9

I like the smell of sun-dried clothes/blankets/etc, and I got some line to make a clothesline. I've got a device that you pull the line through and it stays where you pulled it, which will be on the end of the line that's anchored to my great outdoors vehicle. I don't know the name of the device, but, anyway, the other end is to be tied to a tree branch. I'm wondering what would be a good knot to tie around the branch so that it can stay tight from the pull on the anchored end---with the device, but be able to be pulled loose on the branch end when I need to?

That is to say, I need the following:

(1) I can tighten the loop.

(2) I can pull the loose end of the rope to undo the whole thing.*

(3) I don't have to pick at the rope to undo it.


*While the loop is around the branch.

  • I was hoping for something fancy. That I might not know of. :-) – user13336 Jun 21 '17 at 1:52
  • If you're looking for something you don't know of, you should edit your question and tell us what knots you know and perhaps why you think there could be something better (tension, maybe?). – Roflo Jun 21 '17 at 16:40
  • Remember to protect the tree, even if it is just a clothes line on a branch. – Willeke Apr 1 '18 at 14:29
7

Have you considered a quick-release hitch? My first instinct was a highwayman's hitch, but that page suggests the tumble hitch as a superior alternative. Both knots have one end that can hold a load, and another end that can be used to instantly untie it.

A word of warning: don't use these knots for anything where a failing knot will cause more harm than some dirty clothes. As these are quick-release knots, they are more prone to unintentionally releasing quickly.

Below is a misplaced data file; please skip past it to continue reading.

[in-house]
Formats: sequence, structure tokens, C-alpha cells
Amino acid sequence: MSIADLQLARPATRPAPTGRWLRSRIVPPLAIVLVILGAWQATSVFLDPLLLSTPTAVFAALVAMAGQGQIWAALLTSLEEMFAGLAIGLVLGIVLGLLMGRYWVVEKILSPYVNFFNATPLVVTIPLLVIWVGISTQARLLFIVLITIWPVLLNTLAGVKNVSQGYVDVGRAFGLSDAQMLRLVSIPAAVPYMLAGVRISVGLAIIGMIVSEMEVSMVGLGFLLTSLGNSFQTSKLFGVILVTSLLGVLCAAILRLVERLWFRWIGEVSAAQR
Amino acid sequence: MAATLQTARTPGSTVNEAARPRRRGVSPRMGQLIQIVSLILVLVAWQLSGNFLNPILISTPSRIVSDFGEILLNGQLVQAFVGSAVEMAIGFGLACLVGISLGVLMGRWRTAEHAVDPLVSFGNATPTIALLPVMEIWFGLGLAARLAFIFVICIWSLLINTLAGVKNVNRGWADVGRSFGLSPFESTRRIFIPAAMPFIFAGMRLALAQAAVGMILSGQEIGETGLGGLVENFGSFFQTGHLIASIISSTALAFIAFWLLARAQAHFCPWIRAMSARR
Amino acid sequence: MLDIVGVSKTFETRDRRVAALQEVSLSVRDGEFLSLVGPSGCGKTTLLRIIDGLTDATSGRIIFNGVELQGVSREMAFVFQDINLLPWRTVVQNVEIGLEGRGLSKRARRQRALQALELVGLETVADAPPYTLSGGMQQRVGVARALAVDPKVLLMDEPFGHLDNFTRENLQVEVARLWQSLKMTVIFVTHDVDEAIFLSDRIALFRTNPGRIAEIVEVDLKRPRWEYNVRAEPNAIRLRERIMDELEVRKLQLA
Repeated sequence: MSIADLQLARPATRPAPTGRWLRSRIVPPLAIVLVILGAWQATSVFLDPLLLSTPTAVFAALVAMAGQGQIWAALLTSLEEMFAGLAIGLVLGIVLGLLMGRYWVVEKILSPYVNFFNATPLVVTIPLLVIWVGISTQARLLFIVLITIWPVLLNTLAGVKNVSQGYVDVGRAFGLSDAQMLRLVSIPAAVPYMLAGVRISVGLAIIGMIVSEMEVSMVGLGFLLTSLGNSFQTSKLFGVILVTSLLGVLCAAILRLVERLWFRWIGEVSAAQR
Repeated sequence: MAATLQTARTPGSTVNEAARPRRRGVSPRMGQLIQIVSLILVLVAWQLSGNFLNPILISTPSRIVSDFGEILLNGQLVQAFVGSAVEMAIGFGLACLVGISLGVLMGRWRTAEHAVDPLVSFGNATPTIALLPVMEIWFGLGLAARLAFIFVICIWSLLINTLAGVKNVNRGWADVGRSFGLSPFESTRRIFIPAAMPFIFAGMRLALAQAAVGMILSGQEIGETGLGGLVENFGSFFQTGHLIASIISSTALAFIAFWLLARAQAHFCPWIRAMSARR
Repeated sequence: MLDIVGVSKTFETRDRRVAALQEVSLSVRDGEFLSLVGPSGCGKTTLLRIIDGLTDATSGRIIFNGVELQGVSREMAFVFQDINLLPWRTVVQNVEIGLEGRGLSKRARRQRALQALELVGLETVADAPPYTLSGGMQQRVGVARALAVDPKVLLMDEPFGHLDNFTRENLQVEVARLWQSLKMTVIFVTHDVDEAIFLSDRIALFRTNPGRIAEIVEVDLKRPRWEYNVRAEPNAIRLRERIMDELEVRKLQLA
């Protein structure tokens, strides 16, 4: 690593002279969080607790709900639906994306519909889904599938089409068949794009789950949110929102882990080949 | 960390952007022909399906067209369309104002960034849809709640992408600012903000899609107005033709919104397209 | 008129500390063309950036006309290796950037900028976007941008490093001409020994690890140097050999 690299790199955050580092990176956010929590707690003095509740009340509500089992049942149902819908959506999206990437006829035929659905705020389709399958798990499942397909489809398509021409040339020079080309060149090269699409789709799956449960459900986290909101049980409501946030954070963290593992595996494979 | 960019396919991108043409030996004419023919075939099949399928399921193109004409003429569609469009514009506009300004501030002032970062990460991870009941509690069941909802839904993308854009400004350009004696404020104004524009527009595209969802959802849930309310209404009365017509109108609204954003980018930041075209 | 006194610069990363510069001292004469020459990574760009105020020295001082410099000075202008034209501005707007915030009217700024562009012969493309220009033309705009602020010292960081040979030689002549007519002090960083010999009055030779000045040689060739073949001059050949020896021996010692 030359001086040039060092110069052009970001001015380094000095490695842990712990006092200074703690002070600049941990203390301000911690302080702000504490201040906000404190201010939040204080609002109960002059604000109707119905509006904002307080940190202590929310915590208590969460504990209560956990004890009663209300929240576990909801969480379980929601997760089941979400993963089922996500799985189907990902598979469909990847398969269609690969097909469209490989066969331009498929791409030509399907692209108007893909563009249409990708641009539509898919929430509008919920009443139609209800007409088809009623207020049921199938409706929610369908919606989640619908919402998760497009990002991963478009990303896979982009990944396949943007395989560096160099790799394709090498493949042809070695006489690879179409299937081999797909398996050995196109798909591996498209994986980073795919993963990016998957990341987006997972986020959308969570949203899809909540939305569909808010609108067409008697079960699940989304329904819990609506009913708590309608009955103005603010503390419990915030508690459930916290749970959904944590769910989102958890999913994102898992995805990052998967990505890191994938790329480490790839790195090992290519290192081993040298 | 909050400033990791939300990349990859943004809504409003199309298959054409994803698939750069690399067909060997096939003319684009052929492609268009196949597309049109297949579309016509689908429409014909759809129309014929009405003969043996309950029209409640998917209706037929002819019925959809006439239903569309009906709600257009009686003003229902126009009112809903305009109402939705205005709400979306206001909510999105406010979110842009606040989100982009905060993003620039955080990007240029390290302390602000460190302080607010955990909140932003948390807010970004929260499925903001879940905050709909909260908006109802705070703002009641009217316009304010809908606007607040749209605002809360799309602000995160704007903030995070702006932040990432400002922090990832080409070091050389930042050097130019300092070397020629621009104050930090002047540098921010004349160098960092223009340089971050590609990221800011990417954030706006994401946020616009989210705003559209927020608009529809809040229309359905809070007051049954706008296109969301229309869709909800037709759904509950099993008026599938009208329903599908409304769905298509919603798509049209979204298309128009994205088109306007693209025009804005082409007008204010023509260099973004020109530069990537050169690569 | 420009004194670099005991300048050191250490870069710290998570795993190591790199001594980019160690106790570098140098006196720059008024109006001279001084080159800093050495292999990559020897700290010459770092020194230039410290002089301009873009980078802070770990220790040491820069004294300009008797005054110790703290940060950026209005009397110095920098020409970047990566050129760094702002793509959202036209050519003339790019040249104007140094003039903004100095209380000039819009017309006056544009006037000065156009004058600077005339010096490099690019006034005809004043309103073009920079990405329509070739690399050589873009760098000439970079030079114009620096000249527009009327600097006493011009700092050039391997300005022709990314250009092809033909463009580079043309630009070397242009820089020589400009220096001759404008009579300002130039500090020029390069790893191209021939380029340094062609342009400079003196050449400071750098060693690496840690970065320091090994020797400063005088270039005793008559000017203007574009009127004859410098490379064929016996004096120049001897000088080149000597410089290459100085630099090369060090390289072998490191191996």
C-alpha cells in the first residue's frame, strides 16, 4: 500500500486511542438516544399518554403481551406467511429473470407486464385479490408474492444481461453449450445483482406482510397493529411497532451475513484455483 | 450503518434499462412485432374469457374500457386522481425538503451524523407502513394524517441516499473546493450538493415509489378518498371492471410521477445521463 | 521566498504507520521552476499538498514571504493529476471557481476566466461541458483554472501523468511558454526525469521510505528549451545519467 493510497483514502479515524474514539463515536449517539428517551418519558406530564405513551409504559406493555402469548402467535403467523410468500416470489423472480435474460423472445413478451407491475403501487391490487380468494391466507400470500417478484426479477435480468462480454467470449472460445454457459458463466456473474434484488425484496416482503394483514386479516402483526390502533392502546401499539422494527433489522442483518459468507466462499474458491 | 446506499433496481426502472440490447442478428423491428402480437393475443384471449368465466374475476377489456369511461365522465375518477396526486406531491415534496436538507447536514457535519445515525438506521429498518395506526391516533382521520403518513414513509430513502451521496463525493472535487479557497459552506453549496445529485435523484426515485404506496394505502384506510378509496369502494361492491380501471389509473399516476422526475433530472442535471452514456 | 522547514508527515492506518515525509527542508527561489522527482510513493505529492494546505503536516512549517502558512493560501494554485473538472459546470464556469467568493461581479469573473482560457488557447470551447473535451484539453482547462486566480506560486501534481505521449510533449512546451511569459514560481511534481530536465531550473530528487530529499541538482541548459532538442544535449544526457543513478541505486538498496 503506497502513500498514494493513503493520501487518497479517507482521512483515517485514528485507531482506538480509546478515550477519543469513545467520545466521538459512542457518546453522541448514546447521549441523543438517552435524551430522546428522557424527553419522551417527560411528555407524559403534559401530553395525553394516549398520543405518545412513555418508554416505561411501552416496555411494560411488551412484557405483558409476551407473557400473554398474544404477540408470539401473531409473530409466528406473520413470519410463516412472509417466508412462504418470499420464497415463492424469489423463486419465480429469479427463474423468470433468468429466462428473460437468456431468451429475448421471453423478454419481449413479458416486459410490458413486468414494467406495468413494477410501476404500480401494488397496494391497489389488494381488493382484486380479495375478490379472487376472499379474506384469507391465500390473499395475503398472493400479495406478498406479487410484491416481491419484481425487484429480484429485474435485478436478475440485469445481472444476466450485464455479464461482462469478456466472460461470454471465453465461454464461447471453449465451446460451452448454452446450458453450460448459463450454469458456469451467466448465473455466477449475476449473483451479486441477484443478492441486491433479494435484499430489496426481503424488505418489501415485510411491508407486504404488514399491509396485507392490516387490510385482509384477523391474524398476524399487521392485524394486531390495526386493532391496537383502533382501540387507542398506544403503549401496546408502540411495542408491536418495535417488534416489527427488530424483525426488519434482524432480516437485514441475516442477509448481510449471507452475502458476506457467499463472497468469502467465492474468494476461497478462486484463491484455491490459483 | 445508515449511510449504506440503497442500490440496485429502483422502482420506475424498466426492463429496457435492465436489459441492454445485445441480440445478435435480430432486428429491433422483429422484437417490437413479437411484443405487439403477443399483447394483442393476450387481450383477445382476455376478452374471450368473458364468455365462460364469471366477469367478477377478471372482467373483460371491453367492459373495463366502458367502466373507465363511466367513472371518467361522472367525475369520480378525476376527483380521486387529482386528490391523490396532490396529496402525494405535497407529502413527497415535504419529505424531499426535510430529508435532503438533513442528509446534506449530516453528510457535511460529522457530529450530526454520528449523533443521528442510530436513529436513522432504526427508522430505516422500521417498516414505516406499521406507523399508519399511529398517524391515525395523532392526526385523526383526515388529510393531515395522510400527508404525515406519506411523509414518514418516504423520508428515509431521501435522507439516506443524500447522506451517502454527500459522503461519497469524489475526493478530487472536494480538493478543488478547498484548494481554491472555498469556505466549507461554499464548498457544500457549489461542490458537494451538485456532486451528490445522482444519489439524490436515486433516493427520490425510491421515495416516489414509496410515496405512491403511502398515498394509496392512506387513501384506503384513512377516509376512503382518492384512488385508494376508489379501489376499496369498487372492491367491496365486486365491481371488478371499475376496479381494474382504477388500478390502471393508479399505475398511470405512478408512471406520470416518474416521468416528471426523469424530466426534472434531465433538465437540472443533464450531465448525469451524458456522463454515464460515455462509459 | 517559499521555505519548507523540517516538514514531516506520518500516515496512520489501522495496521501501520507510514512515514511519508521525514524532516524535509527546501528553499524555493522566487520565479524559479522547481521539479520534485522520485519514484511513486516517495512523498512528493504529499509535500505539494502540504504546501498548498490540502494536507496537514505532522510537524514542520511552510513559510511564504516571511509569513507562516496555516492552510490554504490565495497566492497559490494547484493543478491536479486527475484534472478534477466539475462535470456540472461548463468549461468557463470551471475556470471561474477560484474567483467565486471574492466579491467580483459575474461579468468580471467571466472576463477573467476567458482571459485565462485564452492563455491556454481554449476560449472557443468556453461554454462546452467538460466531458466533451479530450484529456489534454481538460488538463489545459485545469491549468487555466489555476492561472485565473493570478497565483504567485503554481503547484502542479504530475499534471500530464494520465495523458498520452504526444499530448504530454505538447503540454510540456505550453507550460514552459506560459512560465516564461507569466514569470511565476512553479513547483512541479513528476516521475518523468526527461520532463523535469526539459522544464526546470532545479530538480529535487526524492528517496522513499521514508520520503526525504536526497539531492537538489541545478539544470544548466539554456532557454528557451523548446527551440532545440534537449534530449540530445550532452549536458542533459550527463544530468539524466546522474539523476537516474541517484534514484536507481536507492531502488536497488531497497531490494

• This is perfect. Now I just have to commit it to memory. – user13336 Jun 22 '17 at 16:25
4

Round turn and two half hitches:

https://en.wikipedia.org/wiki/Round_turn_and_two_half-hitches

That's exactly what this knot is for.

3

What your talking about here is essentially a slip knot. This will tension under load and not slip off. There are several options I'd say:

If you want to tension the line you can use something like a truckers hitch, I used this on my house washing line to get it good and tight.

Simply for simplicity I'd probably say a noose is the best bet. If you want something fancy then use the running bowline.

If the line is slipping laterally (on a horizontal branch), you may want to attach it using a prusik. This will resist slipping sideways as it will "grip" the branch.

  • I like the figure of eight, but, if my topology is correct, it looks like you'd have to be free of the branch in order to unknot it. Is that correct? – user13336 Jun 21 '17 at 17:31
  • I like the noose, but I want to be able to pull the loose end of the knot and have it be undone without me having to pull at the rope. Does that make sense? – user13336 Jun 21 '17 at 17:35
3

I'm partial to the Anchor Hitch myself.

It's simple, secure and you will be able to untie it when you're done.

1

The timber hitch works wel for tying the line to larger trees, the clove hitch is fine for any thin poles.

0

A bowline knot or a clove hitch.

(1) (2) (3) added to the question after this answer.

  • 5
    Expanding with pictures would be great. – Aravona Jun 21 '17 at 7:33

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